James Richard KREMER, Petitioner and Appellant v. STATE of North Dakota, Respondent and Appellee
[¶1] James Kremer appeals from an order granting summary dismissal of his application for postconviction relief. We affirm the order, concluding Kremer's claims are barred by the two-year statute of limitations.
[¶2] In February 2016, Kremer pled guilty to three counts of possession of certain materials prohibited. He filed an appeal to this Court, but he later withdrew his appeal. In July 2018, Kremer filed his first application for postconviction relief, arguing that “he received ineffective assistance of counsel and the court ‘did not inform [him] of the possibility of restitution, did not ensure that [his] plea was voluntary, did not obtain a factual basis for the plea, and did not get any acknowledgement by [Kremer] regarding the facts.’ ” Kremer v. State, 2020 ND 132, ¶ 4, 945 N.W.2d 279. The district court denied relief, and we affirmed. Id. at ¶ 23.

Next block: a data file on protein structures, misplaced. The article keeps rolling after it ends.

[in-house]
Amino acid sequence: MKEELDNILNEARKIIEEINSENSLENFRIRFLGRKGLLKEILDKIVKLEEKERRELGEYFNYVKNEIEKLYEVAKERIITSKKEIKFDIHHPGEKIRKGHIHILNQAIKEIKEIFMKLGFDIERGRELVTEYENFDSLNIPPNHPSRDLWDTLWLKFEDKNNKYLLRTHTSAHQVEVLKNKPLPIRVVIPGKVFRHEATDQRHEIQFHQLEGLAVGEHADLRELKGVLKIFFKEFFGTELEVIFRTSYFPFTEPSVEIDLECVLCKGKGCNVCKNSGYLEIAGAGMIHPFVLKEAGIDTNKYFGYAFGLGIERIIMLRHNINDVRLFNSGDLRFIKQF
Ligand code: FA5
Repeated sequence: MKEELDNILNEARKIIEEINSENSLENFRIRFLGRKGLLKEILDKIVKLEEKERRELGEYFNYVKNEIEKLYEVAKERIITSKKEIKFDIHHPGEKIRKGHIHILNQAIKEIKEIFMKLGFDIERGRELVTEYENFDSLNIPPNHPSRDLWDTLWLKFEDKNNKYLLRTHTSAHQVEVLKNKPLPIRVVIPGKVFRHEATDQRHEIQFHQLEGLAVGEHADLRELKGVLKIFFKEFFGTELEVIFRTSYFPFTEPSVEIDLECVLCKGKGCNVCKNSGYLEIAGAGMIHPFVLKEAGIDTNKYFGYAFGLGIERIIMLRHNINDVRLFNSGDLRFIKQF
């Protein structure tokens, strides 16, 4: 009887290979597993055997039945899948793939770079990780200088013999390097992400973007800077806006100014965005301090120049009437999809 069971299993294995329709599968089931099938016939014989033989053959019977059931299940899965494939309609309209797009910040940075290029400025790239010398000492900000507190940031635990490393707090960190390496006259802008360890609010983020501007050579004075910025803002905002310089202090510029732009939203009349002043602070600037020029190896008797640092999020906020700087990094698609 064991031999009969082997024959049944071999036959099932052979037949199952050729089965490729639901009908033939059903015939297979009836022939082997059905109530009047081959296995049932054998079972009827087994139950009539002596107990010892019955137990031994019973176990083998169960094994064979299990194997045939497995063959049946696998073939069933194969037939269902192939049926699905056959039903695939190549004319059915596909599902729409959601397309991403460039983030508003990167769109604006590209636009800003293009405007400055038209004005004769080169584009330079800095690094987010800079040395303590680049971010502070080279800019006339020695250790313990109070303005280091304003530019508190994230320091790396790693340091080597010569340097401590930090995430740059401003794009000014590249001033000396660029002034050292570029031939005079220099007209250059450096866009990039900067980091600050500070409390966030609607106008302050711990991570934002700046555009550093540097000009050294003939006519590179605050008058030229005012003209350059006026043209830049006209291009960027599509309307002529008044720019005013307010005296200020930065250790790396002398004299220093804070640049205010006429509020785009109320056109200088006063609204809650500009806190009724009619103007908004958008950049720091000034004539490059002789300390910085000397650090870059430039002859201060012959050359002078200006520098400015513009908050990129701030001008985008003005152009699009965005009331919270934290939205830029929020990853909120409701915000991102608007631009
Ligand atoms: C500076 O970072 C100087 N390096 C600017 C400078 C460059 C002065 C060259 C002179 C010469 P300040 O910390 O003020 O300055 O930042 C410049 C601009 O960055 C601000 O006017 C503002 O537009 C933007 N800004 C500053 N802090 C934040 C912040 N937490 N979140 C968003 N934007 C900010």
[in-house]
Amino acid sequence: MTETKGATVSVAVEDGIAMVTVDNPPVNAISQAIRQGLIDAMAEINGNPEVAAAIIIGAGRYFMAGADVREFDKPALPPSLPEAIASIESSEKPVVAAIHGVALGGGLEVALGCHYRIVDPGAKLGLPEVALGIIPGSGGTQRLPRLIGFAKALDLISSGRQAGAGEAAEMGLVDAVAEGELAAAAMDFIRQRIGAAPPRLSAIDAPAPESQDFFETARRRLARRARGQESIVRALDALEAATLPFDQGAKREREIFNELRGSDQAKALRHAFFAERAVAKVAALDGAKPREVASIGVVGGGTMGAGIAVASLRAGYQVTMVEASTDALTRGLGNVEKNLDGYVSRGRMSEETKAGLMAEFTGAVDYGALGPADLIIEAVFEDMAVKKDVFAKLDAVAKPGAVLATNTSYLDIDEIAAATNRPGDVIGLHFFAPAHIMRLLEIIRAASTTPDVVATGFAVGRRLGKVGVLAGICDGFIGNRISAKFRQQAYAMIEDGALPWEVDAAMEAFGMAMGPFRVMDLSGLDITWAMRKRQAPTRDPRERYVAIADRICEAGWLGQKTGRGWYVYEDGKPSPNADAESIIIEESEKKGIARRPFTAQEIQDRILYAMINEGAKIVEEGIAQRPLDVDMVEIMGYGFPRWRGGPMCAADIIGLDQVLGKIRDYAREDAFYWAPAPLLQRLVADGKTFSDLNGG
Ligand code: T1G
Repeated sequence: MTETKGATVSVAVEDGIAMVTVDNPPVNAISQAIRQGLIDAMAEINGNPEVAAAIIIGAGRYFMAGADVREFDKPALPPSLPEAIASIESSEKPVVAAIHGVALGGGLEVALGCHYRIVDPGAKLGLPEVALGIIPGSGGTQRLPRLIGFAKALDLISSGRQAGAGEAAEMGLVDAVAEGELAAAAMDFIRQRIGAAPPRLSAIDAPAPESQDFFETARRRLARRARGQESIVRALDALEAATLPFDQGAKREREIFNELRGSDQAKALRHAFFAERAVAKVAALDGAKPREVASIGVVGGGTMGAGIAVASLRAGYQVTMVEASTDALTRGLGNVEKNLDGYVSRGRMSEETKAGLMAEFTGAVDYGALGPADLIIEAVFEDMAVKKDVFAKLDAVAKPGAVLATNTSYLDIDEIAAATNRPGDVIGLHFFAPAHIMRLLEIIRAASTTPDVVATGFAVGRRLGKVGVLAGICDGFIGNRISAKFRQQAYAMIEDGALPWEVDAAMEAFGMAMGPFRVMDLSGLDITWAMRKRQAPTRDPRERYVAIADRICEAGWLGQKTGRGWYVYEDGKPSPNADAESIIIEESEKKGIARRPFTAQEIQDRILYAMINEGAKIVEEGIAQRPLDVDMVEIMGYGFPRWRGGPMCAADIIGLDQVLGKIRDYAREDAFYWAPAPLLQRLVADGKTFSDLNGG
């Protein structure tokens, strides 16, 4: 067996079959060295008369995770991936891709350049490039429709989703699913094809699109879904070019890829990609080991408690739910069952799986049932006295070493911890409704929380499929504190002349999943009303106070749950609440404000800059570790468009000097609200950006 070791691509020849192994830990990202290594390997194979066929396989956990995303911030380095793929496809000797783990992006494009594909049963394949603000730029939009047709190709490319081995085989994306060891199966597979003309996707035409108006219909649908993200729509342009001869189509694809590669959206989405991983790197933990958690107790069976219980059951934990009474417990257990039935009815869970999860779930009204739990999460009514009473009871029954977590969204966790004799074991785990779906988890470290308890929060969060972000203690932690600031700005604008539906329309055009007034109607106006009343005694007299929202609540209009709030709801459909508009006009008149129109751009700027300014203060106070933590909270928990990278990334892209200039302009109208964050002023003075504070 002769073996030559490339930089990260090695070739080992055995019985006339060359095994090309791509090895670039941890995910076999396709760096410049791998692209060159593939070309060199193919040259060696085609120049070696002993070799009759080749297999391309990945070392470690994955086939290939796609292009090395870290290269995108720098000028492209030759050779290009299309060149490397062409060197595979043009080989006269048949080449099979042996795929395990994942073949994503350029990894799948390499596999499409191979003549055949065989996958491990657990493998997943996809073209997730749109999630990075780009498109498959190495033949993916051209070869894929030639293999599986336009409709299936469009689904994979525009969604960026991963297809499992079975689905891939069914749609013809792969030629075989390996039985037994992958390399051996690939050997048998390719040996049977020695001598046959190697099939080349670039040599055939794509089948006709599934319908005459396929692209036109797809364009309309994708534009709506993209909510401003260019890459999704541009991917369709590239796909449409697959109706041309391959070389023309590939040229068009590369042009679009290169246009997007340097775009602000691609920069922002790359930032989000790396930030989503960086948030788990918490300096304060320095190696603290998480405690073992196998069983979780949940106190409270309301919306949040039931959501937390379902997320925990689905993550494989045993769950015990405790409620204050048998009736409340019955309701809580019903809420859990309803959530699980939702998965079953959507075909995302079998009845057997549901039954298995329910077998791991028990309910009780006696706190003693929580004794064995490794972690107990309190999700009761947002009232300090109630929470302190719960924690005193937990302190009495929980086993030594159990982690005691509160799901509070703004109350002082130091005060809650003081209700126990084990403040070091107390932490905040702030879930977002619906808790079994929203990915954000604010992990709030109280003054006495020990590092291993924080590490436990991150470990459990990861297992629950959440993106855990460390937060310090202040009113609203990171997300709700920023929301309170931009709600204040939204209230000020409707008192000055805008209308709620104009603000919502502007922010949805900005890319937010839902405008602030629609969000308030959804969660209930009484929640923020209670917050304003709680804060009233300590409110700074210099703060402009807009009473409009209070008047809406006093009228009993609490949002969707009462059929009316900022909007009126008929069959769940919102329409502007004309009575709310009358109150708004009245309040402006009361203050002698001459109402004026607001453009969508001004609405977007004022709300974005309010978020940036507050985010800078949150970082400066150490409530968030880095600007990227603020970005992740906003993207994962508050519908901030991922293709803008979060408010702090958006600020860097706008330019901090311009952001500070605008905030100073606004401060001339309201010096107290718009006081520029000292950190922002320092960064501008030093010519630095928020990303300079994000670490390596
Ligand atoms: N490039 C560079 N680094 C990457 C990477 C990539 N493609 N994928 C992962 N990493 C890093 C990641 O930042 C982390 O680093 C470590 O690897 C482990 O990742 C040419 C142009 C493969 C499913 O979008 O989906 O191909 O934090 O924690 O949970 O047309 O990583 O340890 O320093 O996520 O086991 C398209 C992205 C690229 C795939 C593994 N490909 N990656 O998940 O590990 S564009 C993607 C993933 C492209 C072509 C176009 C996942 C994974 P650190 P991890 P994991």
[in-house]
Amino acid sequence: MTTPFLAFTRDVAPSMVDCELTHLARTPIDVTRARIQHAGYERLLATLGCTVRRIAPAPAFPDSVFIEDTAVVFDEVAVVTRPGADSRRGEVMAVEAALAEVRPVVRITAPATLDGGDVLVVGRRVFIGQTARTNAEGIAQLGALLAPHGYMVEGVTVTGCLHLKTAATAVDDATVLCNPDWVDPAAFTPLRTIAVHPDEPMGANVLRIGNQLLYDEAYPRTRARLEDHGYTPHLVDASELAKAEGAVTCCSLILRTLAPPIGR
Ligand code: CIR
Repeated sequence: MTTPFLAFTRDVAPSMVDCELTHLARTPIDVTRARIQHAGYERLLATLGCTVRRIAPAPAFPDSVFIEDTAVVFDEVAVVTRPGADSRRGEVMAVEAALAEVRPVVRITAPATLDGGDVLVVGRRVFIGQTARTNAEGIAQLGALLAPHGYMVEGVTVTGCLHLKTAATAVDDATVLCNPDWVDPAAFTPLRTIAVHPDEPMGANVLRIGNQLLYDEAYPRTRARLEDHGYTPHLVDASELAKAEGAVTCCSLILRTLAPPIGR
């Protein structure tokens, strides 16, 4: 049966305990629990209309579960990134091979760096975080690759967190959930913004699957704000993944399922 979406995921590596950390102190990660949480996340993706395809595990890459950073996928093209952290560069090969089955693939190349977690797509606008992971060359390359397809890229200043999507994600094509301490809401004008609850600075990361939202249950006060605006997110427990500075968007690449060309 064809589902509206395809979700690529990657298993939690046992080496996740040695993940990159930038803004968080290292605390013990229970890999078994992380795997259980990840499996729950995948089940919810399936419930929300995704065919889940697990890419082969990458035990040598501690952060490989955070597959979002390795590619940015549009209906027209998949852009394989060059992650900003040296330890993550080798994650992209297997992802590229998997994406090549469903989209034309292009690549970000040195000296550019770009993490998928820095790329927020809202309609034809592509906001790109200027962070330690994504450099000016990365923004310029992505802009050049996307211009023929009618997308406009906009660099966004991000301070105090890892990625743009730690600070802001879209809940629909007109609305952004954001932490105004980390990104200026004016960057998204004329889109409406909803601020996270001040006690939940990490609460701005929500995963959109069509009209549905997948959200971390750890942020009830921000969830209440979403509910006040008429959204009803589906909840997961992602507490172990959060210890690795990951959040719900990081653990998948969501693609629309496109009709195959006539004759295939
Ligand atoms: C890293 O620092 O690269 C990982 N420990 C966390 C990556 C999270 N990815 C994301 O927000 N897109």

[¶3] In January 2021, Kremer filed a second application for postconviction relief, arguing ineffective assistance of counsel, actual innocence, prosecutorial misconduct, invalid guilty plea, and an illegal search and seizure leading to his conviction. The State filed a motion to dismiss, arguing that his application for postconviction relief was untimely and that his claims are further barred by res judicata. The district court granted the State's motion and summarily denied his application.